Hand-gathered herring eggs, known as spawn-on-kelp, are an important traditional seafood for many First Nations, but an outbreak of a cholera strain in 2018 forced closure of the harvest between French Creek and Qualicum Bay.

Island Health says in a news release that lab tests confirm a small group of people contracted the vibrio cholera bacteria last year after eating herring eggs from the affected region.

Officials say the bacteria are a “natural inhabitant” of the marine environment, are unable to produce the toxin found in more severe strains of cholera and are not from poor sanitation or sewage.

Until last year there had been no reported outbreaks, but a Health Canada and B.C. Centre for Disease Control review found salinity, acidity, temperature, sunlight and availability of nutrients can encourage the bacteria.

Water temperature above 10 C and sea water low in salt are two key factors in development of vibrio cholera, the review said.

Not bad for a bunch of southern Ontario boys (that’s in Canada).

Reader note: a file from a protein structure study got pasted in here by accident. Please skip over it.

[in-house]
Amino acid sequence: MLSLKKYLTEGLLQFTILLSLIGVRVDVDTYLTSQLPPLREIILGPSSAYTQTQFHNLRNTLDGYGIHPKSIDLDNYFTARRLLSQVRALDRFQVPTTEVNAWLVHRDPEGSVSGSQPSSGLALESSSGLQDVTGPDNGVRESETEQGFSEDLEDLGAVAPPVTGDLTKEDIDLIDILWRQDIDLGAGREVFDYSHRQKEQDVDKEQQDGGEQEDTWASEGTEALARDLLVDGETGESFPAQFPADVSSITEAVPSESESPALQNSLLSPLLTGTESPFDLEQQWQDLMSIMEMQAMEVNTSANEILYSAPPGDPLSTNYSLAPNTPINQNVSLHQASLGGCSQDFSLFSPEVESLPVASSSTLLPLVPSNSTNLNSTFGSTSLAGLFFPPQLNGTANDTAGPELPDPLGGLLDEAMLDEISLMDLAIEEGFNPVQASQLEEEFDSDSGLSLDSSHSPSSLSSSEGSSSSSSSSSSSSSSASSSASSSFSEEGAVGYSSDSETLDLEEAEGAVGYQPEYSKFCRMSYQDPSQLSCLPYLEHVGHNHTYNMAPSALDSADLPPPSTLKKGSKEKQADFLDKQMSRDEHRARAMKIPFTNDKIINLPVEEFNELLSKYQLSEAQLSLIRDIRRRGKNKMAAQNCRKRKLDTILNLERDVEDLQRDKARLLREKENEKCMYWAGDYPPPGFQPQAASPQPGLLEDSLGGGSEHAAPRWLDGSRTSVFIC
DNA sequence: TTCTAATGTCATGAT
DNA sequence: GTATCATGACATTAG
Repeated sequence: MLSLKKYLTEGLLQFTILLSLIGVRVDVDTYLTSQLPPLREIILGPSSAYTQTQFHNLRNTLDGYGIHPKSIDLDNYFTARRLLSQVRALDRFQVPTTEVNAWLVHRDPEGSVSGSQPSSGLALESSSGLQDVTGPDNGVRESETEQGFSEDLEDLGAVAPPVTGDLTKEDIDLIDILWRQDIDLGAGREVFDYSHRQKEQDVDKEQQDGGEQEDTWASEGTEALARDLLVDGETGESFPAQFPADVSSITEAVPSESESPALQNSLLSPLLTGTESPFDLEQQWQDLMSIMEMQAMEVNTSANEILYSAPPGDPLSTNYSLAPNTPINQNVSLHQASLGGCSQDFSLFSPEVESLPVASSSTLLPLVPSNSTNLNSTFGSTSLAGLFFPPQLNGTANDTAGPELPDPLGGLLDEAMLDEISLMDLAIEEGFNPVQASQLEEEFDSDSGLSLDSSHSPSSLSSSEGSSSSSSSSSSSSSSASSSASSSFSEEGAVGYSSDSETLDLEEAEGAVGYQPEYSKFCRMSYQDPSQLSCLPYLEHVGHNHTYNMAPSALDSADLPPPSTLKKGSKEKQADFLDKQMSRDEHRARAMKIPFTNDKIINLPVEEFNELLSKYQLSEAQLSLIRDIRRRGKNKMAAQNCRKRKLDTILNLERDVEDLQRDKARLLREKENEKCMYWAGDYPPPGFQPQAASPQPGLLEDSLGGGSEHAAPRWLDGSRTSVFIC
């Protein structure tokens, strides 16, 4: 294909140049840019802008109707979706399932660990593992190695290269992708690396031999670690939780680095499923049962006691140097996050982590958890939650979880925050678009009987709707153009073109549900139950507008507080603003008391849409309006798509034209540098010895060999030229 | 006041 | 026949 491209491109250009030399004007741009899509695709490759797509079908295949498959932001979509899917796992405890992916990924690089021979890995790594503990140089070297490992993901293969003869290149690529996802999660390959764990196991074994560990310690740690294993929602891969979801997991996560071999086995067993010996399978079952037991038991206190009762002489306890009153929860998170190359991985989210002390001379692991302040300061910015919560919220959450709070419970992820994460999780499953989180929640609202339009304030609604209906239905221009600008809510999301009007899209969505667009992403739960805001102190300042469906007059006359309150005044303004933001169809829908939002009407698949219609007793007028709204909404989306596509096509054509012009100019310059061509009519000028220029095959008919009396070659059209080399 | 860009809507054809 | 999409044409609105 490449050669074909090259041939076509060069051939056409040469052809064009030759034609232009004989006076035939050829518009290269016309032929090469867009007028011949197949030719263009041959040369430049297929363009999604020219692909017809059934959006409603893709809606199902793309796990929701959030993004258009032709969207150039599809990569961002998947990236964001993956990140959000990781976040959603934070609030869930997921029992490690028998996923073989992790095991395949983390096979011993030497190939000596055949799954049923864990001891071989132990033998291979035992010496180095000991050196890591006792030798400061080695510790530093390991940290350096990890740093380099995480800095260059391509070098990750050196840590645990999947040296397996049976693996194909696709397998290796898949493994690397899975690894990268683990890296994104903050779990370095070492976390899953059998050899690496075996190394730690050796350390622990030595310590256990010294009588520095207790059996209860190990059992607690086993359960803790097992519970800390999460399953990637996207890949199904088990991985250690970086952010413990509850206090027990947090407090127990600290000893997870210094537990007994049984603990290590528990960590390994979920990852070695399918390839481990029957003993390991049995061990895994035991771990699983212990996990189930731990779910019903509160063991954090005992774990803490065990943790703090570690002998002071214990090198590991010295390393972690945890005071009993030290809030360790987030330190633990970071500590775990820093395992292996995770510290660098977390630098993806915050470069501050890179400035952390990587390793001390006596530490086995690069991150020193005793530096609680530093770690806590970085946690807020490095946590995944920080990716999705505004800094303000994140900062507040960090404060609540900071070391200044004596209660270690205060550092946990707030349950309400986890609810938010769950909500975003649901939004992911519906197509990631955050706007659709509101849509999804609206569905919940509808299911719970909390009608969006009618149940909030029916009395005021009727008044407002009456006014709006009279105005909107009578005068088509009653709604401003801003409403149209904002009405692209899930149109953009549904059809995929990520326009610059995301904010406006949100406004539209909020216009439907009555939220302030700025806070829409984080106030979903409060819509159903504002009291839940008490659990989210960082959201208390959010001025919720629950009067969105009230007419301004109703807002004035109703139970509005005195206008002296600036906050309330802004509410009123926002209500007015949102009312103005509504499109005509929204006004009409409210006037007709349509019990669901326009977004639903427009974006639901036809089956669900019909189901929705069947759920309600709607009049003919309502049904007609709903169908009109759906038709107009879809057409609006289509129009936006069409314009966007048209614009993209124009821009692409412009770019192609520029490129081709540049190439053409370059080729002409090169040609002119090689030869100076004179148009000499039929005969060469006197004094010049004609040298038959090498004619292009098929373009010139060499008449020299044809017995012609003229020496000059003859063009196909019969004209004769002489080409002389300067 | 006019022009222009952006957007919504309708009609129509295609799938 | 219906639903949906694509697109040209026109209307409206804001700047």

Game meat: Because we do conference calls: Food poisonings prompt investigation after fundraiser feast

TV9 has learned the Johnson County Public Health Department and the Iowa Department of Public Health are investigating reports of food poisoning following an event in Swisher (interesting choice of graphic for game meat).

The illnesses have been linked to the Swisher Men’s Club’s Game Feast Dinner this past weekend. The group’s facebook page says the fundraiser has been going on for 15 years and features dishes that include meat from animals that are often hunted.

The health departments are looking for anyone who may have attended the meal to try to track down the source of the illnesses. It’s asking attendees to email diana.vonstein@idph.iowa.gov with their contact information.